As fall rolls around and the weather gets colder, I usually start to get my sewjo back. I started this McCalls M7387 shirt back in December, and planned to draft a collar stand and collar using David Page Coffin’s shirt making book… which was the main reason I was procrastinating. When I got around to starting it again, I realised I didn’t have enough light coloured interfacing, so again I got temporarily derailed. (Maybe it’s a good idea to build up a stash of often used materials!) But still no collar drafting…
So while browsing Instagram last week, the Viki Sews Cynthia dress shirt pattern caught my eye, and I jumped at the chance to buy the pattern while telling myself I could use the collar to finish the shirt. Sometimes you have to bribe yourself.
The pants are Ralph Pink Coco Trouser (which I thought I had blogged about previously but apparently not). I tapered the trousers considerably – twice actually. When I learned about grain line on pants, I realised I had tapered them incorrectly the first time (which was why they were twisting around my legs while walking). For awhile I was avoiding fixing them, but I actually find it surprisingly quick and satisfying doing fixes, considering how much effort the whole garment making process makes.
Design and construction notes
I didn’t make the front fly, but a hidden button placket, turning over the fabric to reduce bulk. Closet Core Patterns tutorial for the Kalle shirt was helpful (though I think I also referred to one more tutorial online). The thing which puzzles me is the amount of interfacing everyone seems to use. I used knit interfacing which is super light weight, but I feel like with the hidden placket and all those layers, the front band is still a tiny bit on the stiff side. Still, it’s completely wearable.
As a side note, my boyfriend had a worn out dress shirt he was about to throw out, but I salvaged it for the buttons. I was curious about the interfacing situation, so I took it apart. And what do you know! Front placket: total of 1 layer of interfacing (none on the button side!). Collar stand: only 1 layer of interfacing. Collar: only 1 layer of (a very sturdy) interfacing.
So next time, I’m going to try reducing the amount of interfacing on the front placket. And I definitely need to find some old, worn out but nicely constructed garments at the thrift store to take apart.
I used the burrito method for the yoke. And then I accidentally sewed the wrong fronts (i.e. “inside out”) and so I decided to live with the back being a box pleat instead of an inverted pleat. I was a bit undecided whether it looks a bit too huge
I installed a proper collar and stand. I used Viki Sews Cynthia pattern for the collar and stand, which thankfully fit. I really love the collar shape – normally I hate buttoning up collars all the way, but this one is WOW! So excited to start on the Cynthia shirt next!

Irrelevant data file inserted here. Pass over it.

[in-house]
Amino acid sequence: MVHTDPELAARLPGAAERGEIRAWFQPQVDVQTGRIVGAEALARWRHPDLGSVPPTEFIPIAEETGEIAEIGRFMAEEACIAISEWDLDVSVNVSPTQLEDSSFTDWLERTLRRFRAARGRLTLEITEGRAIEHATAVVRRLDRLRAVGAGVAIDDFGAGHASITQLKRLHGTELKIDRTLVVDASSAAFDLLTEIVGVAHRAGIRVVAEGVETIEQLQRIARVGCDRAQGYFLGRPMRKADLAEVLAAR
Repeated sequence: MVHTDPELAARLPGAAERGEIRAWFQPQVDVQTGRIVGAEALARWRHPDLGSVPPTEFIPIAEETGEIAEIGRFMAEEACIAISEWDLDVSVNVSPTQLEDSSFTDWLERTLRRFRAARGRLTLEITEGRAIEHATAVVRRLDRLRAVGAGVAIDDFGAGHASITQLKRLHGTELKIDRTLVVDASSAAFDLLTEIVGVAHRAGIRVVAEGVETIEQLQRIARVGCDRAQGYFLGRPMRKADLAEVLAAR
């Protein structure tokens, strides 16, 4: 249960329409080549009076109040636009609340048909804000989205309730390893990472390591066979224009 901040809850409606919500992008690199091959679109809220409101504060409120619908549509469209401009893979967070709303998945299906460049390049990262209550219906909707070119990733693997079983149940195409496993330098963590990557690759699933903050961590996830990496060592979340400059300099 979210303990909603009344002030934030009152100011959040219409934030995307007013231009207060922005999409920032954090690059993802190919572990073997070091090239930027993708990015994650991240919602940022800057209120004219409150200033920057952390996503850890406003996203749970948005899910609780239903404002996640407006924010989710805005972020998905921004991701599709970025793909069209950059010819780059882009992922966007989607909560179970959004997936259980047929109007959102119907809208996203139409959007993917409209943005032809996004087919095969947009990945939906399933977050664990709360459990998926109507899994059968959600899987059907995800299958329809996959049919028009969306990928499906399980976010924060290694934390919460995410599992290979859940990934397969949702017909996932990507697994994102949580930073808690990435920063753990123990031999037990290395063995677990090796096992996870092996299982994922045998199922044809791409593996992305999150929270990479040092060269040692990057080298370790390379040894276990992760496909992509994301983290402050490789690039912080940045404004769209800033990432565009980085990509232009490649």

What I would differently next time
I might size up next time if sewing this in cotton? I don’t know why people complain about excess ease in the Big 4 patterns – I definitely don’t feel like this is the case. It actually feels like it’s kind of tight around the back and hips and riding up. Maybe it’s just more noticeable in cotton than my previous version in viscose.
The other thing I would do is to not be so hard on myself, and to really slow down. Even with this shirt I slowed down and tried to do it as well as I could, yet still ended up with a ghastly amount of mistakes and sloppy work. But now that the shirt is done, I realise how much I learned on the way, and really, no one else will notice the mistakes except me. Looking at it from another perspective, there are lot of really beautifully done details on the shirt – and I can totally see myself wearing it lots! And the next shirt(s) will be even better!
One thing I realise is that the quality (or lack thereof) of the construction really shows up on plain cotton. There’s nowhere to hide the mistakes compared to flowy viscose, or a loud print. Conversely, it is pretty satisfying to see nicely done details in a plain fabric.
More sewing pattern review details
Top, tunic and dresses (semi-fitted through bust) with one-piece collar. Large back pleated into self-lined yoke with forward shoulder seams, and front-fly button closing.
I made view A, the top view.
Pattern Size Selection:
I made a size S, and was glad I didn’t size down, as the pattern doesn’t have excessive ease.
Did a 1″ swayback adjustment.
Were the instructions easy to follow?
This is my second time making this pattern and previously I said their fly front instructions were confusing. I only followed the instructions loosely.
What did you particularly like or dislike about the pattern?
The amount of design ease. The kimono sleeve.
All the slip stitching!
Instructions aren’t great. Following their method for the fly would end up being quite bulky – there are better ways to construct parts of the garment.
At first, I wasn’t sure if the huge box pleat looked strange in cotton, but overall I’m quite pleased with the shirt.
Buttons are from Minerva Impex G070118 0.5” diameter clear button.
Would you sew it again? Would you recommend it to others?
If I were only interested in the top, I would probably have bought Closet Core Patterns Kalle shirt instead, since I struggled so much with the instructions. But I feel like I got my money’s worth by making 2 quite different garments from the same pattern! I may even make this pattern again.
It will depend on how much I like the results from sewing the Viki Sews Cynthia shirt.